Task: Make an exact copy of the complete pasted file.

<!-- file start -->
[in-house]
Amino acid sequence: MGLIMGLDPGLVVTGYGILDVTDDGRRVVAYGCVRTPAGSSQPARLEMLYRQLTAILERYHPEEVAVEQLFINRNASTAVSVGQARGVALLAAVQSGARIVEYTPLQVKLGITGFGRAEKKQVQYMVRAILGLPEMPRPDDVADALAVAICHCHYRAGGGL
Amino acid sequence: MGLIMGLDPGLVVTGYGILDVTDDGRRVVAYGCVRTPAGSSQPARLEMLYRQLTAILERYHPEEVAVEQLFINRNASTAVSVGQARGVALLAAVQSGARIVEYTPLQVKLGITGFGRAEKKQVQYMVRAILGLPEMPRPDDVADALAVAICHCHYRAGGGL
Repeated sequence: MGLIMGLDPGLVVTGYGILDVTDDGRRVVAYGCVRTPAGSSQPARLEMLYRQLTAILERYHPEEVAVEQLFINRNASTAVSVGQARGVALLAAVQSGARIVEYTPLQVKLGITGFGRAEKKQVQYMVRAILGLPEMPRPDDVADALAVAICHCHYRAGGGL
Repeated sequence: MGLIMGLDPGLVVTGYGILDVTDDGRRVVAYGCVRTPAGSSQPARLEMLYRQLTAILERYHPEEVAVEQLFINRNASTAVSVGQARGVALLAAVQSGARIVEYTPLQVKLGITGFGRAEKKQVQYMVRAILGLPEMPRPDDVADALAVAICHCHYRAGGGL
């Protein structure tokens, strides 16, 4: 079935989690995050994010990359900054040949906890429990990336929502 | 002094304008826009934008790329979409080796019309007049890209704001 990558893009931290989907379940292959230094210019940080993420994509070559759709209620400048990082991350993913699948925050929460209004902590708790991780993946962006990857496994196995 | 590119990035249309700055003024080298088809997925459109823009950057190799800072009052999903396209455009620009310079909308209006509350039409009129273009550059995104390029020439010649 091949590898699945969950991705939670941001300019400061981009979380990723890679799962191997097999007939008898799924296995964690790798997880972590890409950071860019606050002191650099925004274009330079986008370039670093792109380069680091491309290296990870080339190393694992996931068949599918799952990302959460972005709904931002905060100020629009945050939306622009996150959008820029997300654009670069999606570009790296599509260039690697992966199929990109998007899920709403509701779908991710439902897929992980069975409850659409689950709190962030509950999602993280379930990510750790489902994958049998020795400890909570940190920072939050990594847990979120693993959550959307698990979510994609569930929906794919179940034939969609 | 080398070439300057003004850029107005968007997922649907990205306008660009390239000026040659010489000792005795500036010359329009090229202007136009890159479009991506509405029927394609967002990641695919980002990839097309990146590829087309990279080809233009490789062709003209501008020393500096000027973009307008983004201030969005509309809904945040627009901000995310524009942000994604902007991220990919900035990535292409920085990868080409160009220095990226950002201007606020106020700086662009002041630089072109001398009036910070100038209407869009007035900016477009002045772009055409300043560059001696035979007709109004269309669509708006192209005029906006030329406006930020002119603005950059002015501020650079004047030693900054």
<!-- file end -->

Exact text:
[in-house]
Amino acid sequence: MGLIMGLDPGLVVTGYGILDVTDDGRRVVAYGCVRTPAGSSQPARLEMLYRQLTAILERYHPEEVAVEQLFINRNASTAVSVGQARGVALLAAVQSGARIVEYTPLQVKLGITGFGRAEKKQVQYMVRAILGLPEMPRPDDVADALAVAICHCHYRAGGGL
Amino acid sequence: MGLIMGLDPGLVVTGYGILDVTDDGRRVVAYGCVRTPAGSSQPARLEMLYRQLTAILERYHPEEVAVEQLFINRNASTAVSVGQARGVALLAAVQSGARIVEYTPLQVKLGITGFGRAEKKQVQYMVRAILGLPEMPRPDDVADALAVAICHCHYRAGGGL
Repeated sequence: MGLIMGLDPGLVVTGYGILDVTDDGRRVVAYGCVRTPAGSSQPARLEMLYRQLTAILERYHPEEVAVEQLFINRNASTAVSVGQARGVALLAAVQSGARIVEYTPLQVKLGITGFGRAEKKQVQYMVRAILGLPEMPRPDDVADALAVAICHCHYRAGGGL
Repeated sequence: MGLIMGLDPGLVVTGYGILDVTDDGRRVVAYGCVRTPAGSSQPARLEMLYRQLTAILERYHPEEVAVEQLFINRNASTAVSVGQARGVALLAAVQSGARIVEYTPLQVKLGITGFGRAEKKQVQYMVRAILGLPEMPRPDDVADALAVAICHCHYRAGGGL
């Protein structure tokens, strides 16, 4: 079935989690995050994010990359900054040949906890429990990336929502 | 002094304008826009934008790329979409080796019309007049890209704001 990558893009931290989907379940292959230094210019940080993420994509070559759709209620400048990082991350993913699948925050929460209004902590708790991780993946962006990857496994196995 | 590119990035249309700055003024080298088809997925459109823009950057190799800072009052999903396209455009620009310079909308209006509350039409009129273009550059995104390029020439010649 091949590898699945969950991705939670941001300019400061981009979380990723890679799962191997097999007939008898799924296995964690790798997880972590890409950071860019606050002191650099925004274009330079986008370039670093792109380069680091491309290296990870080339190393694992996931068949599918799952990302959460972005709904931002905060100020629009945050939306622009996150959008820029997300654009670069999606570009790296599509260039690697992966199929990109998007899920709403509701779908991710439902897929992980069975409850659409689950709190962030509950999602993280379930990510750790489902994958049998020795400890909570940190920072939050990594847990979120693993959550959307698990979510994609569930929906794919179940034939969609 | 080398070439300057003004850029107005968007997922649907990205306008660009390239000026040659010489000792005795500036010359329009090229202007136009890159479009991506509405029927394609967002990641695919980002990839097309990146590829087309990279080809233009490789062709003209501008020393500096000027973009307008983004201030969005509309809904945040627009901000995310524009942000994604902007991220990919900035990535292409920085990868080409160009220095990226950002201007606020106020700086662009002041630089072109001398009036910070100038209407869009007035900016477009002045772009055409300043560059001696035979007709109004269309669509708006192209005029906006030329406006930020002119603005950059002015501020650079004047030693900054």